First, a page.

I read a post on Facebook last week where a lactation professional shared (in a group of other lactation professionals) that World Breastfeeding Week is hard for her because she feels grief over her personal lactation journey. Many others generously and kindly commented, chimed in and empathized with her personal struggles, offered encouragement and praise for her work in lactation, and shared that they also entered this field because of a history of personal struggles.
I would venture to say that more of “us” in lactation went into this work because of a personal history of struggles than those who were simply interested in the topic. Overcoming obstacles, managing challenges, and feeling deeply the sense of frustration that comes with birth and lactation issues is highly motivating - after all, we know in our bones what it is like for the people we are training to help. But I have some mixed feelings about that. Your health comes first: If your own lactation story continues to cause you pain, it is unresolved. It is unprocessed. If you continue to feel wounded by words and phrases, by stories shared by other parents, by negative emotions and memories that rush in when others are speaking about lactation (your professional peers or your clients), then you may need to spend some time processing your story and possibly seeking professional counseling to help you heal. Think of it this way: if your work caused you physical pain day in and day out, you would seek to heal that pain. Like the repetitive friction of a shallow latch, experiencing your negative memories and emotions daily as a part of your workday causes you trauma.
Working from a place of grief over one's own lactation history is not a good place from which to counsel others: If you are finding that you spend much of your working time feeling defensive or protective, you are operating from fear. If you are afraid that what happened to you will happen to them, you are not operating from a base of objectivity.
In order to help your clients prepare for whatever may be next, you have to believe in your core that literally any outcome is possible, not just the outcome that happened to you. You cannot assume that what happened to you will happen to them. Your anticipatory guidance must be framed to allow them to see their situation through their own lens rather than yours. Taking care of one another: You may have heard me say this before, but here is a reminder: there is no such thing as a purely professional lactation audience. When “we” (lactation care providers, birth workers, health care personnel in general) say things to each other about lactation and about lactating people, we are not speaking to a neutral audience. 99% of people in that audience have a personal story or a story close to them which is about lactation, and we can too easily or too frequently offend or bring up negative emotions for them. We must speak to each other with the same kindness and empathy we use with our clients, especially when we are making blanket statements, explaining concepts, or trying to question something. Every time.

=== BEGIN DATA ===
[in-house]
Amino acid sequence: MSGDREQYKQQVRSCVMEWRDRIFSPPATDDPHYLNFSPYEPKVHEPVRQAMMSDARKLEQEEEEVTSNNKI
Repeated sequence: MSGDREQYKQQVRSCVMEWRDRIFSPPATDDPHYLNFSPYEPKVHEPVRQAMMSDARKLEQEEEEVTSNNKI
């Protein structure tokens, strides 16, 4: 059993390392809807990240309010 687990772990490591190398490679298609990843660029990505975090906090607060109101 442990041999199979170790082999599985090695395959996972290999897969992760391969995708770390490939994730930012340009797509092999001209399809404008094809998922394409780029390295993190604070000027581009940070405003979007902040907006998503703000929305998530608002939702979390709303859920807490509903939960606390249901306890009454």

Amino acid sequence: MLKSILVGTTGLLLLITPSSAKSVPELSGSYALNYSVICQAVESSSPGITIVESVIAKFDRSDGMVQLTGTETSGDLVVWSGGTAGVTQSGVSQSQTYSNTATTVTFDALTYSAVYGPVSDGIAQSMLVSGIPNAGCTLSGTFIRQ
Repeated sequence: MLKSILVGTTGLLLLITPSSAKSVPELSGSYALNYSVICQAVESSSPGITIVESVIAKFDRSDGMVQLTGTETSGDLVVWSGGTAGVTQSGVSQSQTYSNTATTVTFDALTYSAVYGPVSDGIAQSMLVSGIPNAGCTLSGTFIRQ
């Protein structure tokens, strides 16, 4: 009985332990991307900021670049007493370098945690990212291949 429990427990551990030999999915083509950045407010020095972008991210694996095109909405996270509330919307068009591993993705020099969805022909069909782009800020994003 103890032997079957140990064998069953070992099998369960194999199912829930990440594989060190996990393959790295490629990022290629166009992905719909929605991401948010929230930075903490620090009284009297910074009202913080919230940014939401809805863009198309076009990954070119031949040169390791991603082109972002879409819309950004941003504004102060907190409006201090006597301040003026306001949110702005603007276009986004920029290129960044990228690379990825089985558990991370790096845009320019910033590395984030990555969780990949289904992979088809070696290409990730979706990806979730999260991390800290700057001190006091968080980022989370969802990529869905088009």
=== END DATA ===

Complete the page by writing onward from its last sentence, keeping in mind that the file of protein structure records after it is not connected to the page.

Prime example: demonizing formula. It's never ok. Why? Because there's no such thing as a “safe” audience where you can just say whatever you want about formula or people who use it without affecting someone within earshot. It isn't helpful and you lose your credibility the minute you do it. Same thing with phrases like “failed at breastfeeding” and “just pumped.” Reaching more people and impacting their feeding choices is a nuanced and delicate task - and as I have recently come to understand, is often one way in which we judge our own impact over our careers. As I reviewed the latest hospital breastfeeding data in my state of California, I remarked to my husband that it's pretty defeating to see that as I have worked to improve breastfeeding in my region over a 20-year period, the numbers show very little improvement. (I realize that may sound self-centered, but don't we all hope to play a part in making a change? If not, why are we even doing this work?!) But I also know that another way to judge the impact of our work is to reflect on the people we have helped and led along the way. Clients, colleagues, aspiring lactation care providers - these are real people whose lives we changed.
Before I sign off, I just want to share one more thought. There is something more in you that you are meant to do in your lactation career. It is my goal to help you find that or to bring it out in you. THAT is why you are here.